Today's Paper Obits Newsletters Home Style Crime UA bats go quiet DOUG THOMPSON: Nixon, China and Justin Amash Razorback Sports Today's Photos Puzzles

PINE BLUFF -- In a contentious and extended meeting Monday night, the Jefferson County Quorum Court cobbled together an insurance payment to a contractor who made repairs to hail-damaged county buildings last year, a stopgap funding appropriation to keep the Jefferson County sheriff's office solvent and a workforce reduction ordinance over the objections of the county tax collector and a justice of the peace.

County Judge Gerald Robinson said the recommended cuts should not have a negative effect on the county's ability to provide services to the public. He said many of the reductions came from vacant positions that the county is obligated to fund as long as they are on the books.

"I'd have to sit down and look at it to know exactly how many people we will actually lose. But the ability of the county to continue providing services to the people will have little impact, if any," Robinson said.

Early this year, Robinson asked elected officials in the county to make staffing cuts in order to help shore up the increasingly shaky budget. Most complied, but two, Tax Collector Tony Washington and Circuit Clerk Lafayette Woods Sr., according to Robinson, have not. A decision reached by the Quorum Court on Monday night may force compliance after justices approved a plan by Robinson to cut the county budget.

In a supplemental appropriation ordinance approved by the Quorum Court by a 12-1 vote, nine county jobs will be eliminated for a total savings of $368,129.71 in salary and benefits. Prior cuts in the office of county judge of $103,334 and the office of sheriff of $53,050 bring the total savings to nearly $525,000 annually.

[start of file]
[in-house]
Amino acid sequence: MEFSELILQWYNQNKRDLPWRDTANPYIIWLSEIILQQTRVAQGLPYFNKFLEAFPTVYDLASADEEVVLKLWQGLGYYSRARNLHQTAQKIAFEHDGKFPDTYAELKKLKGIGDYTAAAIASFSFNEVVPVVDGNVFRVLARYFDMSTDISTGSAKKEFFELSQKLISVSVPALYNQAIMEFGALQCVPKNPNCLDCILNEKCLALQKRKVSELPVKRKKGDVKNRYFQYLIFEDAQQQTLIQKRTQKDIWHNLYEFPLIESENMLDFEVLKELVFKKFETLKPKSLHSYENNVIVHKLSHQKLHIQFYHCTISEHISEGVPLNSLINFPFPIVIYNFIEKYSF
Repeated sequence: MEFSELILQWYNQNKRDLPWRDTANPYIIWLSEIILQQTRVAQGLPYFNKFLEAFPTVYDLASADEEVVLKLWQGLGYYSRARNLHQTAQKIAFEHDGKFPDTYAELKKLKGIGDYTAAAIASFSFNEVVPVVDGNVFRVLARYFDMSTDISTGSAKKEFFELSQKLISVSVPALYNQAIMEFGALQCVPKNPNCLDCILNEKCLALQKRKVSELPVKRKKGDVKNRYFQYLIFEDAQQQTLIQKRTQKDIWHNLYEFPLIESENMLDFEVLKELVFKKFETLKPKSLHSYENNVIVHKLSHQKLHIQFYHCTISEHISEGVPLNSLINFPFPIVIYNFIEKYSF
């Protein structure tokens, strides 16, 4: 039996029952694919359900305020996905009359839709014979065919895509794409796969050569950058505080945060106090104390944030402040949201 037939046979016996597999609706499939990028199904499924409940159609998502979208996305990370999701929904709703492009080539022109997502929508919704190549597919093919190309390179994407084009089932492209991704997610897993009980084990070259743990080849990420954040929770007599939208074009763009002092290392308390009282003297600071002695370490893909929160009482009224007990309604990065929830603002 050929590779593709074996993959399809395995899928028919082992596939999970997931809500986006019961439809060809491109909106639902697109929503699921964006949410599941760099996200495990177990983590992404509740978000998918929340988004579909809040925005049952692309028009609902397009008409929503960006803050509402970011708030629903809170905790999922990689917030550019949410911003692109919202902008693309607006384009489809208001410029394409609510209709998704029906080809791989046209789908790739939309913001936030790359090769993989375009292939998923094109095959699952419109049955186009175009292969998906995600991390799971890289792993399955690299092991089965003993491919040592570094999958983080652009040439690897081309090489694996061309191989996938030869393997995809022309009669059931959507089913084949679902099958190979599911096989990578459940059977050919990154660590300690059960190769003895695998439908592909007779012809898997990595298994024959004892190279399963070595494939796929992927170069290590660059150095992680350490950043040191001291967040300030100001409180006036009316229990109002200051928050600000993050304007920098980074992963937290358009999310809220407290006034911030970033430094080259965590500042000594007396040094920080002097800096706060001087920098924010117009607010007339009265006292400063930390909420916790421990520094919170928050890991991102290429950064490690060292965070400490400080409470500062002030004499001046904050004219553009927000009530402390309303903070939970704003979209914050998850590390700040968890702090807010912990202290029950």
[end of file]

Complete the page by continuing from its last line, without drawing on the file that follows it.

Justice of the Peace Alfred Carroll Sr. asked if any provision was made in the ordinance to allow for callbacks of employees affected by the reduction.

"That's up to the elected officials," Robinson said. "We don't have the power to hire and fire. We only appropriate the budget."

Justice of the Peace Herman Ginger noted that the cuts, though unpleasant, were necessary.

"If they are not going to comply then the Quorum Court has to be the bad guy and cut their budget," Ginger said.

County Treasurer Vonysha Goodwin objected that the elected officials who oversee the departments being cut were not informed that those cuts would be decided at Monday night's meeting.

"We did not receive this packet," Goodwin said. "We don't even know what's going on with this."

Goodwin did cut one slot in her office for a savings of $30,000, as requested by Robinson prior to the meeting, but said that with no information regarding what was being decided, it was hard to follow what decisions were being made.

Washington, the county tax collector, said he had made the cuts requested by moving one employee into a different line item, a move that Robinson said was not the agreement made earlier in the year.

"Two or three months ago you said you would cut a person," Robinson said to Washington.

"I said I would do my part and that's what I've done," Washington replied.

Justice of the Peace Brenda Gaddy, the lone no vote on the appropriations ordinance, said she would not vote for anything that would cause people to lose jobs.

"I personally will never vote for this," she said.

Robinson said that, like it or not, the measure was a necessary step for the county to avoid defaulting on its obligations.

"That is the cards we are dealt. We no longer have the people we need to support the employees we have," he said. "We have kicked the can down the road until we have no more aluminum to kick."

According to U.S. Census Bureau data, Jefferson County has had a declining population since 1990, losing more than 16,000 residents in 28 years.